Moai Head printed on delta 3D printer.
Moai head print that is over 35 cm (14″) tall.

Then there was the ukulele playing Lego Mindstorm robot that Jacob built for the event. Thanks to Putnam County 4H we’ve had some EV3 robotic kits on loan for a while, using them in our CoderDojo, projects like our PuttCode, and getting kids & adults interested in robotics.

Thanks to Jacob & the rest of the Hale family for helping out – not only the things they made but with running this great family oriented monthly event.

Solar Energy Class

Presentation on installing & using solar power to reduce your electric bill.

Saturday we had the 2nd of two adult classes this month, the first a week earlier was an updated Photogrammetry class like what we taught in the fall. Great class, Rebecca Kerns did an excellent job where we showed folks about using Agisoft’s Metashape (formerly Photoscan) & 3DFlow’s Zephyr. A few folks hung around afterwards, we did a cellphone video of a model car that was converted into a computer 3D model.

A solar survey tool can determine percentage of direct light during the day & year.

The second class, on installing and using Solar Power, was taught by Ed Kirkpatrick – who had more experience than all of us realized! He offered to talk about his experiences with installing the solar panel system on his house, but it turns out he’s been working with different solar systems for years! Starting with R-values and how they save energy, he then covered some of the passive systems he’s built, including heating rocks/walls and solar water heaters.

Ed discusses recent solar panel cost trends.

But most of the talk was on photovoltaic panels. Ed has a 3000 watt system at home he’s upgrading to 6000 watts this summer. And is involved in ETA‘s solar installer certification program. He not only covered the correct way to survey for and install panels, but also different kinds and cost trends. We even got into batteries and storage systems. The group had lots of questions which were answered, then finished up by going outside and using a Solar Pathfinder to do a solar site survey in front of Castlemakers. Thanks for the great class Ed!!

2019 Midwest RepRap Festival

MRRF2019-tables
A lot of folks don’t realize that world’s largest 3D printing meetup is held right here in Indiana. This year several of us went to the 2019 Midwest RepRap Festival (MRRF) in Goshen Indiana – and it exceeded expectations. It was impressive in a number of different ways, from the 3D printing ‘names’ and prototypes that were there to the number of innovative ideas that people were trying and showing off. You could describe it as a Maker Faire just focused on 3D printing.

MRRF2019-spireThis is not a Midwestern or even just a USA event. I talked with firms from Britain, China, Czech Republic, Israel, and I’m sure other places I don’t remember. You could learn about products directly from the manufacturers present, then walk over a couple of aisles to someone that was using their parts in a 3D printer they had built.

Folks spent most of the day gluing this massive 3D printed light up alien.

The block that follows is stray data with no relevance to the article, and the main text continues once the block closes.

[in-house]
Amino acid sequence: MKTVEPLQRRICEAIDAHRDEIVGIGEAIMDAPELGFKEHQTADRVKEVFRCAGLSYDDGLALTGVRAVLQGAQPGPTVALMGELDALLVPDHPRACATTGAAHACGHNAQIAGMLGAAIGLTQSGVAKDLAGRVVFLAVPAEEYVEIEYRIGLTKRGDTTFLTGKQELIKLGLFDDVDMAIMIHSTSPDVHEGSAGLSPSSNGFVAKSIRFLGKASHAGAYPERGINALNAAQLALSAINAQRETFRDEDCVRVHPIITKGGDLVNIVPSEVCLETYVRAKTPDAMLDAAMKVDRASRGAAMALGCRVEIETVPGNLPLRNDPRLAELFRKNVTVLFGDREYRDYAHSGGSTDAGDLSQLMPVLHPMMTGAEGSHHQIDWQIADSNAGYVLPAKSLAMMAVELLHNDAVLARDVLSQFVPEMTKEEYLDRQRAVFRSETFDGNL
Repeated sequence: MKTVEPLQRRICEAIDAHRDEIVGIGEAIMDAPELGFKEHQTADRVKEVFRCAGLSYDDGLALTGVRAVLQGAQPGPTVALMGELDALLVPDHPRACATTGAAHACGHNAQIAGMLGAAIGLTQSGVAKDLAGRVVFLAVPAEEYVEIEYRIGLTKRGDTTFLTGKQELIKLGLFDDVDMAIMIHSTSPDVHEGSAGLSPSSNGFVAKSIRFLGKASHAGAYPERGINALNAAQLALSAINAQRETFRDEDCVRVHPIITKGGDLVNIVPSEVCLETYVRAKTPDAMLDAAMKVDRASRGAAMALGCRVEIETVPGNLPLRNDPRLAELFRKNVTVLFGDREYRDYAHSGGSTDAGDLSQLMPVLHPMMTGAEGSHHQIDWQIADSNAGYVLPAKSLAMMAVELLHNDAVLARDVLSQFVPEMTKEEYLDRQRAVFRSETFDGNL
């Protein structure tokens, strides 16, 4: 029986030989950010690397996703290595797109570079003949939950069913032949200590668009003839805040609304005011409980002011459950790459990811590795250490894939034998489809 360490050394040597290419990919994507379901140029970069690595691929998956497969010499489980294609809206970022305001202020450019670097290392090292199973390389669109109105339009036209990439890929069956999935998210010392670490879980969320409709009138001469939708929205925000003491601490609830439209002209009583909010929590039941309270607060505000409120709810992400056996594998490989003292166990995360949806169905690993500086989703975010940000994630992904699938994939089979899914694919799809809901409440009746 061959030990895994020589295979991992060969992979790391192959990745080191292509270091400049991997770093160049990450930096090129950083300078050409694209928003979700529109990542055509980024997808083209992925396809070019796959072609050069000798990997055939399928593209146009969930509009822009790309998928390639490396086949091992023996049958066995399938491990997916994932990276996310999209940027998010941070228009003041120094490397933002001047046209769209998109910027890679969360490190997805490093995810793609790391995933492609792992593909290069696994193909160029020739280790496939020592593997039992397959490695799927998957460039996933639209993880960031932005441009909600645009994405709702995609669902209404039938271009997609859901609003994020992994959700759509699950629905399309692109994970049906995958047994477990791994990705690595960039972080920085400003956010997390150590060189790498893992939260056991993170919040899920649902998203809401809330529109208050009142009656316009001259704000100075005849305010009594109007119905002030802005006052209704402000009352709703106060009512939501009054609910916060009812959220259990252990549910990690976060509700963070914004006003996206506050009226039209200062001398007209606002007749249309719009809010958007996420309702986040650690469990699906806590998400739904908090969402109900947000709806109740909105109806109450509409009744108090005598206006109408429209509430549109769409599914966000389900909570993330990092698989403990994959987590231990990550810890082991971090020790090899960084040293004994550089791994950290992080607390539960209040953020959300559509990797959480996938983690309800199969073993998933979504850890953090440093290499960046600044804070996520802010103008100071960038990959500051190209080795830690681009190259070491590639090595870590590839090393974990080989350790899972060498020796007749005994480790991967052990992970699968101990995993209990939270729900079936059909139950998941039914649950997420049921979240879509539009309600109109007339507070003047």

Folks spent most of the day gluing this massive 3D printed light up alien.

And the really exciting part was being able to network with all of the interesting people and the things they brought. From a school built/designed concrete printer to a home-built printer designed to print outdoor 4-5’ tall artistic spires (which lit up from internal LEDs), innovation was everywhere with tables of folks showing off what they had made. Filament mixers to create multicolor prints? Stopped counting, too many. Continuous 3D printing on a belt? There & being open-sourced. Even someone rebuilding 3D printers & shipping them to underdeveloped countries.

It was actually hard to get around, between the massive crowd and number of Youtubers that were there making segments for their online channels. Sure many printers & prints were complex and daunting. But there were also tons of simple ideas like an enclosed 3D printer case using a food dehydrator to keep things warm & humidity low.

3D printed R/C car racing was held next to the "Livestock Potty Area" at the 4H Fairgrounds.
3D printed R/C car racing was held next to the “Livestock Potty Area” at the 4H Fairgrounds.

Definitely won’t miss next year & started planning our table for the annual event. We’re discussing 3D printed R/C cars for the race & perhaps Rob will bring out one of his 3D printer designs for next year…

Pi Makers Meetup

Some of the different Raspberry Pi models at the Makerspace.
Some of the different Raspberry Pi models at the Makerspace.

Many of our posts are youth related, that’s certainly a big part of our mission, but we also encourage adults to get involved in learning and making things. Our meetups are a good example, one of the first we started was our 3DPO (3D Printer Owner’s) Meetup which first began as a group of adults but it wasn’t long before there were some teenagers involved.

Raspberry Pi with arcade buttons & joystick running RetroPie.
Raspberry Pi with arcade buttons & joystick running RetroPie.

The Pi Maker’s Meetup started last November when we got a group together to share information about Raspberry Pi’s. It also turns out we’ve got a group build of MAME system/cabinets going on at the Makerspace that will be running using a RetroPie to emulate various arcade games.

The group is still developing and like most meetups, anyone is invited to drop in on our group. We usually meet the 3rd Thursday of each month, check our events webpage for the next meeting. Please join us then or stop by during our open shop times and we’ll fill you in! You can also sign up for our events newsletter here, be sure to check the Pi Makers meetup box.